People say regrettably stupid things every day, as you’ve no doubt noticed, but rarely are they as consequential as the stupid things that Missouri’s Rep. Todd Akin recently said about rape and abortion.
As most Americans within earshot of a television or radio know by now, the Republican congressman was asked by an interviewer if he opposed abortion even in cases and responded that in cases of “legitimate rape” a woman’s body has “ways to try to shut that whole thing down.” This is medically incorrect and inarguably stupid, and so clearly and outrageously stupid that the Democrats immediately pounced on it, the Republican presidential challenger and other party stalwarts just as quickly denounced it, and even Akin himself took to the airwaves to acknowledge the stupidity and apologize profusely.
The remarks would be just another one of the countless stupid things politicians have said, as readily forgotten as the rest of them, except that Akin is running for the Senate against the extremely unpopular Sen. Claire McCaskill. The race offered the Republicans a good chance to pick up another much-needed Senate seat, but Akin’s stupid remarks have almost certainly changed the odds in McCaskill’s favor.
Which is a shame, because for many years McCaskill has not only been saying stupid things but has done such consequentially stupid things as voting for Obamacare and hundreds of billions of dollars of other wasteful spending. In a more perfect world this long record of stupid actions would outweigh one stupid remark, even one so astoundingly stupid as Akin’s, but in this world the fresher sound bite almost always carries the greatest weight.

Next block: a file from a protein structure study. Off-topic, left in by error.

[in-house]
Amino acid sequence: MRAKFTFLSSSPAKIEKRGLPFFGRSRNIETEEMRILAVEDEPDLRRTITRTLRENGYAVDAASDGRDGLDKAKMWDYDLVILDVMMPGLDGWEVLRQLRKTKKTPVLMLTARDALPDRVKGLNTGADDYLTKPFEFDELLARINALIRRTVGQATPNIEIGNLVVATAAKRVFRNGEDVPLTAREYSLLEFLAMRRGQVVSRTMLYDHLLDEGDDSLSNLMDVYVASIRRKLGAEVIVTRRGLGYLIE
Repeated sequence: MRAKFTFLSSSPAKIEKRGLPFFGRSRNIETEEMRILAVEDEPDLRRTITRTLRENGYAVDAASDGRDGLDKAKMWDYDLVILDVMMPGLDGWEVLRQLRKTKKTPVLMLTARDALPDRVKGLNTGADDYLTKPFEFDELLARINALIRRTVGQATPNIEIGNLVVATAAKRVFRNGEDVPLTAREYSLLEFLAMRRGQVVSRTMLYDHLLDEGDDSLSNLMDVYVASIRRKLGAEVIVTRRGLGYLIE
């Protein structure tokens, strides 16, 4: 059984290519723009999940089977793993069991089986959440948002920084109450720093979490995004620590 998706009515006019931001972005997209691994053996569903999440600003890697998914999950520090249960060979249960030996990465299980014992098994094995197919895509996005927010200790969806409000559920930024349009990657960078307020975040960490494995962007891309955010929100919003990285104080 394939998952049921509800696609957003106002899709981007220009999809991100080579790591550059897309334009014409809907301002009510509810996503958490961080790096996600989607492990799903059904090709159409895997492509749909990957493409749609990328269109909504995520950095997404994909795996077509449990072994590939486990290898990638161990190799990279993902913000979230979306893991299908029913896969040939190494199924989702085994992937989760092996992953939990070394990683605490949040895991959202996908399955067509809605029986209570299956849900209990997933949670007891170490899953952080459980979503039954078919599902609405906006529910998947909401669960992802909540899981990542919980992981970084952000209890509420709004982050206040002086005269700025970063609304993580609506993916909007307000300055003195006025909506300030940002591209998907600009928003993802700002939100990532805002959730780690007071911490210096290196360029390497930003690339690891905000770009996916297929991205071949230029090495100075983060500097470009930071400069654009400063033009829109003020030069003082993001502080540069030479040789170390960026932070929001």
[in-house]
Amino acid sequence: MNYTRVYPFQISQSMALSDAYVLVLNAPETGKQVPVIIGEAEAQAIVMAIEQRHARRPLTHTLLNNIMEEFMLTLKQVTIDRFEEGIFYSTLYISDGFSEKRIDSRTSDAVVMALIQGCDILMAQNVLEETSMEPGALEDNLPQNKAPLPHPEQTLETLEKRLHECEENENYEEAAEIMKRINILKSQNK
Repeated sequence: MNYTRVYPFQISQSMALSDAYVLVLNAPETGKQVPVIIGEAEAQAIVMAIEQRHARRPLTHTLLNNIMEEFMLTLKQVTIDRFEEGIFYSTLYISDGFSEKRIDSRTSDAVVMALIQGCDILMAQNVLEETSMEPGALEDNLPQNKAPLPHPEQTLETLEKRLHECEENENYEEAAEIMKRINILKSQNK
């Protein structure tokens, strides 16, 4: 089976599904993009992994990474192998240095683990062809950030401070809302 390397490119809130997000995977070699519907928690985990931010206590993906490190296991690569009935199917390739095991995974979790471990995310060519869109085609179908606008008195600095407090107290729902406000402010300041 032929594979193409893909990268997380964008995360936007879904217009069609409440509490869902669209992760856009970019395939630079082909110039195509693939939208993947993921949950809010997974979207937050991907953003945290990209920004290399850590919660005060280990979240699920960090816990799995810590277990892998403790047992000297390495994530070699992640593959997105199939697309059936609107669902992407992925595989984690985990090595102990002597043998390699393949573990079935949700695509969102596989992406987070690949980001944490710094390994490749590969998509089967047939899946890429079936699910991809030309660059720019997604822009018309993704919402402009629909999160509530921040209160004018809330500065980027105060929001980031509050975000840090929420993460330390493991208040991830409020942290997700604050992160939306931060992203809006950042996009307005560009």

Many Republicans are therefore calling on Akin to withdraw from the race and allow the state party to choose an untainted candidate, and we hereby add another voice to the chorus. There have been conflicting reports about Akin’s willingness to bow out, but as of Monday he was on the Sean Hannity radio program vowing to stay in the fight even as the host pleaded with him to reconsider, but there is still time for the Republicans to cobble together a winning campaign by a new candidate.
— Bud Norman